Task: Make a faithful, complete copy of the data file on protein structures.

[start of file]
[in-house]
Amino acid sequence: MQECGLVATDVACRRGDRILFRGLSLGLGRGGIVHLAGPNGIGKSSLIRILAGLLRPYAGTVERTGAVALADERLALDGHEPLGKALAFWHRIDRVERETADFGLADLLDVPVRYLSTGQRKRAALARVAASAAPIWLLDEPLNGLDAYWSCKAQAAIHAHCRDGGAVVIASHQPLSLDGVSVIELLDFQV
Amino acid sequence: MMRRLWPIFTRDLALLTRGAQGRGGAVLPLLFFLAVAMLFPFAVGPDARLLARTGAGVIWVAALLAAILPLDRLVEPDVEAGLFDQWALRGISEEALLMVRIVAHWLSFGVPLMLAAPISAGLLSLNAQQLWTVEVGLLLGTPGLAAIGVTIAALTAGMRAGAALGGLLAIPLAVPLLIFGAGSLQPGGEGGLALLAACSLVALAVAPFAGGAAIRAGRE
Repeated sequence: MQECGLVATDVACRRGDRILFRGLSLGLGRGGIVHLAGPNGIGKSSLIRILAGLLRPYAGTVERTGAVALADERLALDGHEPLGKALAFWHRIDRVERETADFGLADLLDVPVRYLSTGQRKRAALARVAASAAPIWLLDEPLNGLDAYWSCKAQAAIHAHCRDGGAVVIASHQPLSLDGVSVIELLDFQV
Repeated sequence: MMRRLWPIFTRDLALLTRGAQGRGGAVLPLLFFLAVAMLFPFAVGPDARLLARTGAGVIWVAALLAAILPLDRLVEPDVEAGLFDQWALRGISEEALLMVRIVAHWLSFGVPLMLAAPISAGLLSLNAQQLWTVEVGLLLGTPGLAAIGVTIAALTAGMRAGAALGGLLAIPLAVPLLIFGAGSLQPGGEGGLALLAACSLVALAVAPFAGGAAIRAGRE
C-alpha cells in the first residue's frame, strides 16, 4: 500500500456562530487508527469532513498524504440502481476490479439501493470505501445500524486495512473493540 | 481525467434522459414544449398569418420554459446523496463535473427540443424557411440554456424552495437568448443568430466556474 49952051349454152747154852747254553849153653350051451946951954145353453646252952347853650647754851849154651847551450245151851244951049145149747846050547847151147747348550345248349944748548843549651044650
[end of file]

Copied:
[in-house]
Amino acid sequence: MQECGLVATDVACRRGDRILFRGLSLGLGRGGIVHLAGPNGIGKSSLIRILAGLLRPYAGTVERTGAVALADERLALDGHEPLGKALAFWHRIDRVERETADFGLADLLDVPVRYLSTGQRKRAALARVAASAAPIWLLDEPLNGLDAYWSCKAQAAIHAHCRDGGAVVIASHQPLSLDGVSVIELLDFQV
Amino acid sequence: MMRRLWPIFTRDLALLTRGAQGRGGAVLPLLFFLAVAMLFPFAVGPDARLLARTGAGVIWVAALLAAILPLDRLVEPDVEAGLFDQWALRGISEEALLMVRIVAHWLSFGVPLMLAAPISAGLLSLNAQQLWTVEVGLLLGTPGLAAIGVTIAALTAGMRAGAALGGLLAIPLAVPLLIFGAGSLQPGGEGGLALLAACSLVALAVAPFAGGAAIRAGRE
Repeated sequence: MQECGLVATDVACRRGDRILFRGLSLGLGRGGIVHLAGPNGIGKSSLIRILAGLLRPYAGTVERTGAVALADERLALDGHEPLGKALAFWHRIDRVERETADFGLADLLDVPVRYLSTGQRKRAALARVAASAAPIWLLDEPLNGLDAYWSCKAQAAIHAHCRDGGAVVIASHQPLSLDGVSVIELLDFQV
Repeated sequence: MMRRLWPIFTRDLALLTRGAQGRGGAVLPLLFFLAVAMLFPFAVGPDARLLARTGAGVIWVAALLAAILPLDRLVEPDVEAGLFDQWALRGISEEALLMVRIVAHWLSFGVPLMLAAPISAGLLSLNAQQLWTVEVGLLLGTPGLAAIGVTIAALTAGMRAGAALGGLLAIPLAVPLLIFGAGSLQPGGEGGLALLAACSLVALAVAPFAGGAAIRAGRE
C-alpha cells in the first residue's frame, strides 16, 4: 500500500456562530487508527469532513498524504440502481476490479439501493470505501445500524486495512473493540 | 481525467434522459414544449398569418420554459446523496463535473427540443424557411440554456424552495437568448443568430466556474 49952051349454152747154852747254553849153653350051451946951954145353453646252952347853650647754851849154651847551450245151851244951049145149747846050547847151147747348550345248349944748548843549651044650